**Introduction**

There are any number of books available on mathematics for physics and engineering but they all fall into one of two categories: the one emphasizes mathematical rigor and the exposition of definitions or theorems, whereas the other is concerned primarily with applying mathematics to practical problems. We believe that neither of these approaches alone is particularly helpful to physicists and engineers who want to understand the mathematical background of the subjects with which they are concerned.

This book is different in that it provides a short path to higher mathematics via a combination of these approaches. A sizable portion of this book is devoted to theorems and definitions with their proofs, and we are convinced that the study of these proofs, which range from trivial to difficult, is useful for a grasp of the general idea of mathematical logic.

Moreover, several problems have been included at the end of each section, and complete solutions for all of them are presented in the greatest possible detail. We firmly believe that ours is a better pedagogical approach than that found in typical textbooks, where there are many well-polished problems but no solutions.

This book is essentially self-contained and assumes only standard undergraduate preparation such as elementary calculus and linear algebra. The first half of the book covers the following three topics: real analysis, functional analysis, and complex analysis, along with the preliminaries and four appendixes. Part I focuses on sequences and series of real numbers of real functions, with detailed explanations of their convergence properties.

We also emphasize the concepts of Cauchy sequences and the Cauchy criterion that determine the convergence of infinite real sequences. Part II deals with the theory of the Hilbert space, which is the most important class of infinite vector spaces

A set is a collection of elements (or points) that are definite and separate objects. If a is an element of a set S, we write a ∈ S. Otherwise, we write a ∈ S to indicate that a does not belong to S. If a set contains no elements, it is called an empty set and is designated by ∅. A set may be defined by listing its elements or by providing a rule that determines which elements belong to it.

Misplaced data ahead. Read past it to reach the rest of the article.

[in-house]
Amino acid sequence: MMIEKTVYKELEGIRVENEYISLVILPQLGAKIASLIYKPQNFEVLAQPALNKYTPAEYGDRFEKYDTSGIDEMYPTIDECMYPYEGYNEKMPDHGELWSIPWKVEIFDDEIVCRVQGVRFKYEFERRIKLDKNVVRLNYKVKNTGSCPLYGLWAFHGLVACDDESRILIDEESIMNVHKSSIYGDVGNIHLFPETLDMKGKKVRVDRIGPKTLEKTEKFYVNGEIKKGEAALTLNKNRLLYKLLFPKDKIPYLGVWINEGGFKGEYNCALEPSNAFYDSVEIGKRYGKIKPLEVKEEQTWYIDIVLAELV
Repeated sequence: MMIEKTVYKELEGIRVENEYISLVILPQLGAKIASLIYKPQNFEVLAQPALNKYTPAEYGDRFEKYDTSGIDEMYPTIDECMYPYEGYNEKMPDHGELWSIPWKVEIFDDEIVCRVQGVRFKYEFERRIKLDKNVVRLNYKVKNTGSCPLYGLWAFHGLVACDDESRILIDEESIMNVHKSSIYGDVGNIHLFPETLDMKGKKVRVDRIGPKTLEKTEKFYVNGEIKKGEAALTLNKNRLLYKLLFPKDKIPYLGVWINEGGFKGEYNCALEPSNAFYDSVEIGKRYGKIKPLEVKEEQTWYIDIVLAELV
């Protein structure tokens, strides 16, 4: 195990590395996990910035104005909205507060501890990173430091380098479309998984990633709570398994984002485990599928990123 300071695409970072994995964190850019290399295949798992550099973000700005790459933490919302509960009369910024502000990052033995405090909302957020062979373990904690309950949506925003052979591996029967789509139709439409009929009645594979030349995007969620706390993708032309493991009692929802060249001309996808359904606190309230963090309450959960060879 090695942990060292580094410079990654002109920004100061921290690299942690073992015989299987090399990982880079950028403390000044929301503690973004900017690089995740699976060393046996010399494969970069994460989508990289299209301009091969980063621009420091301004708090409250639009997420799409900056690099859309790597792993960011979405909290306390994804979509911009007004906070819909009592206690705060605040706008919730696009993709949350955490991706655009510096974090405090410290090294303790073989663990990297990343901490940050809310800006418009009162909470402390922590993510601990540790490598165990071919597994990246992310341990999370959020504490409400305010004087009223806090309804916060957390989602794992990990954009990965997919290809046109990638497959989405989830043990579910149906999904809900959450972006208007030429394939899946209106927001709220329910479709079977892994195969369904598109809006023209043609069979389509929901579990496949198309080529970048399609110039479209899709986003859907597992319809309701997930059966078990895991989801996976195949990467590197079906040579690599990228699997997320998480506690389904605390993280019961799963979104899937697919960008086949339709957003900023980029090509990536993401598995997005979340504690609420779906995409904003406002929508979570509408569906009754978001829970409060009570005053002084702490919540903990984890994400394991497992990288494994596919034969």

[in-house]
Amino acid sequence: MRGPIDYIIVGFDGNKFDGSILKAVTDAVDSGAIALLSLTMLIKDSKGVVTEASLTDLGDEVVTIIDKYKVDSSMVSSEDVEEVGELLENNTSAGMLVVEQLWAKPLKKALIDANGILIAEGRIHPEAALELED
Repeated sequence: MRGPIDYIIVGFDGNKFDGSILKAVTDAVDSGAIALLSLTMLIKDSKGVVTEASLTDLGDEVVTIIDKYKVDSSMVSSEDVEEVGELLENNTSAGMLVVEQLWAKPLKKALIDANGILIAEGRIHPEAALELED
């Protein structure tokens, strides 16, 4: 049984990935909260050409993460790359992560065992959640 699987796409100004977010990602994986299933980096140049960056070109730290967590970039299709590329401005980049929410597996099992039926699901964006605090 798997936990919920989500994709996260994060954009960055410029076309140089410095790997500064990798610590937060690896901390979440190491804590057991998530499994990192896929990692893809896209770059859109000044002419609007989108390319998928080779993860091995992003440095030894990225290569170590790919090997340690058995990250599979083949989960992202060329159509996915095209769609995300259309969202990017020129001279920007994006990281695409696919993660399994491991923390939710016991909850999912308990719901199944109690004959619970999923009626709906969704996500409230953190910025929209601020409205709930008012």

For example, we write X = {x1,x2,x3, ··· ,xn} to indicate that X is a set with n elements: x1,x2, ··· xn. When a set contains a finite (infinite) number of elements, it is called a finite (infinite set). A set X is said to be a subset of Y if every element in X is also an element in Y . This relationship is expressed as X ⊆ Y.

1 Preliminaries When X ⊆ Y and Y ⊆ X, the two sets have the same elements and are said to be equal, which is expressed by X = Y. But when X ⊆ Y and X = Y , then X is called a proper subset of Y , and we use the more specific expression X ⊂ Y. The intersection of two sets X and Y , denoted by X ∩ Y, consists of elements that are contained in both X and Y .

The union X ∪ Y consists of all the elements contained in either X or Y , including those contained in both X and Y . When the two sets X and Y have no element in common (i.e., when X ∩ Y = ∅), X and Y are said to be disjoint. For two sets A and B, we define their difference by the set {x : x ∈ A, x ∈ B} and denote it by A\B (see Fig. 1.1).

In particular, if A contains all the sets under discussion, we say that A is the universal set and A\B is called the complementary set or complement of A

The symbol Rn denotes an n-dimensional Euclidean space (see Sects. 4.1.3 and 19.2.3). Points in Rn are denoted by bold face, say, x; the coordinates of x are denoted by the ordered n-tuple (x1,x2, ··· ,xn), where xi ∈ R. We also use the extended real number defined by R = R ∪ {−∞,∞}.